Tarnished Twenty - The FindLaw Sports Law Blog - features sports law news and info about sports figures in trouble with the law


The University of Louisville fired head basketball coach Rick Pitino in October last year, amid allegations that an Adidas executive conspired to funnel money to the families of two top recruits in exchange for their commitment to the school and agreement to represent the brand after they turned pro. That sparked quite a bit of litigation between Pitino and Adidas, which had just inked a 10-year, $160 million contract with the school and paid Pitino $2 million last year.

Pitino sued Adidas, claiming the company "knowingly or recklessly caused him emotional distress when its employees conspired to bribe University of Louisville basketball recruits," and Adidas moved to dismiss the case, arguing that Pitino's claims were subject to mandatory arbitration under his endorsement deal. This week, a federal judge agreed, and dismissed his suit.

Once the Supreme Court opened the door to legalized sports betting by overturning a federal ban in May, you knew a whole bunch of states would walk through it as soon as possible. Why should Nevada have all the fun, anyway? Of course, those new gambling regimes can take a lot of forms, and removal of the federal prohibition on sports betting merely set the stage for states to step in with their own regulations and restrictions.

Now, just a few short months later, what does that landscape look like nationwide? Here's what's up with state sports gambling laws right now.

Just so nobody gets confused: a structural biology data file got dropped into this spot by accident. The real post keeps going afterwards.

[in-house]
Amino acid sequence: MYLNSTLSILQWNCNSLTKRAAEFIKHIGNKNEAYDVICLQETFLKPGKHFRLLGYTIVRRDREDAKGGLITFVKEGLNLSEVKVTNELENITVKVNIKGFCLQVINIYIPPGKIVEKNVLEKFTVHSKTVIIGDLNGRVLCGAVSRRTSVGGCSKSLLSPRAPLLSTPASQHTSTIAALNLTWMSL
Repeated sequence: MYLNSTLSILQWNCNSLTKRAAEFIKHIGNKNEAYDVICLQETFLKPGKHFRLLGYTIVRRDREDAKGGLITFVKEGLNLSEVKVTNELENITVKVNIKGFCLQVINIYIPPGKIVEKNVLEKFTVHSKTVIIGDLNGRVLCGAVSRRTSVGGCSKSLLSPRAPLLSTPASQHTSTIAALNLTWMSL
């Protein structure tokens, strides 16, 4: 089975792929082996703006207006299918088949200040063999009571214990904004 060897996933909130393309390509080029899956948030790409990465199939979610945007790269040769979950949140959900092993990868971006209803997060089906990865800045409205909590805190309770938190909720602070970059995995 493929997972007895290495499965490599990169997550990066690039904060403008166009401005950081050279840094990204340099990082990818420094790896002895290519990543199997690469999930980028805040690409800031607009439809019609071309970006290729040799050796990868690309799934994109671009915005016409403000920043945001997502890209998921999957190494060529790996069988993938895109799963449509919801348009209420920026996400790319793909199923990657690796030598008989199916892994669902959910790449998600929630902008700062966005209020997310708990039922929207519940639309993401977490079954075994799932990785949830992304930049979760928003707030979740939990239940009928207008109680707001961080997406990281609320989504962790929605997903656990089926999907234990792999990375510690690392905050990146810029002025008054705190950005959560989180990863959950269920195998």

We've all had the odd fender bender in our day. But most of us don't get sued for $1 million afterwards. Then again, most of us aren't Dallas Cowboy running backs.

Ezekiel Elliott is facing a lawsuit claiming Elliott's negligence left a man -- a Cowboys fan, no less -- with "serious life-altering injuries." Ronnie Hill claims he's still dealing with medical issues from the 2017 accident, and is seeking $1 million in damages.

Fighter Conor McGregor was looking at a multi-year jail sentence if convicted of three counts of assault and one count of criminal mischief stemming from a bout he had with a bus in Brooklyn this April. But the former UFC champ and one-time boxer will avoid incarceration by pleading guilty to just one misdemeanor count of disorderly conduct.

Most importantly, McGregor will also escape without a criminal record, meaning he can travel freely and return to the octagon, possibly by the end of the year.

Around 7 p.m. Sunday night, Sacramento State University campus police were alerted to an erratic driver on campus. At 7:33 p.m., according to Sonoma State spokesperson Paul Gullixson, a car struck a tree on campus. The driver of that car was Roseville High School cheer coach Gabriella Vega, whose blood alcohol level at the time was 0.25 -- more than three times the legal limit. Also in the car with her was a 17-year-old student, who school district spokesperson John Becker said needed a ride back to the campus dorms because she wasn't able to walk back.

The pair were attending a cheer camp on Sonoma State's campus. It was the first night of the four-day camp.

Over 100 former Ohio State students have reported firsthand accounts of sexual misconduct committed by Richard Strauss, a former team doctor at the school from the mid-1970s to the 1990s. Strauss's time at the university overlapped with that of current Ohio Congressman Jim Jordan, who was an assistant wrestling coach at the university from 1987 to 1995. Former wrestlers claim Jordan, founder of the powerful, far-right congressional Freedom Caucus, was aware of the abuse and did nothing to stop it.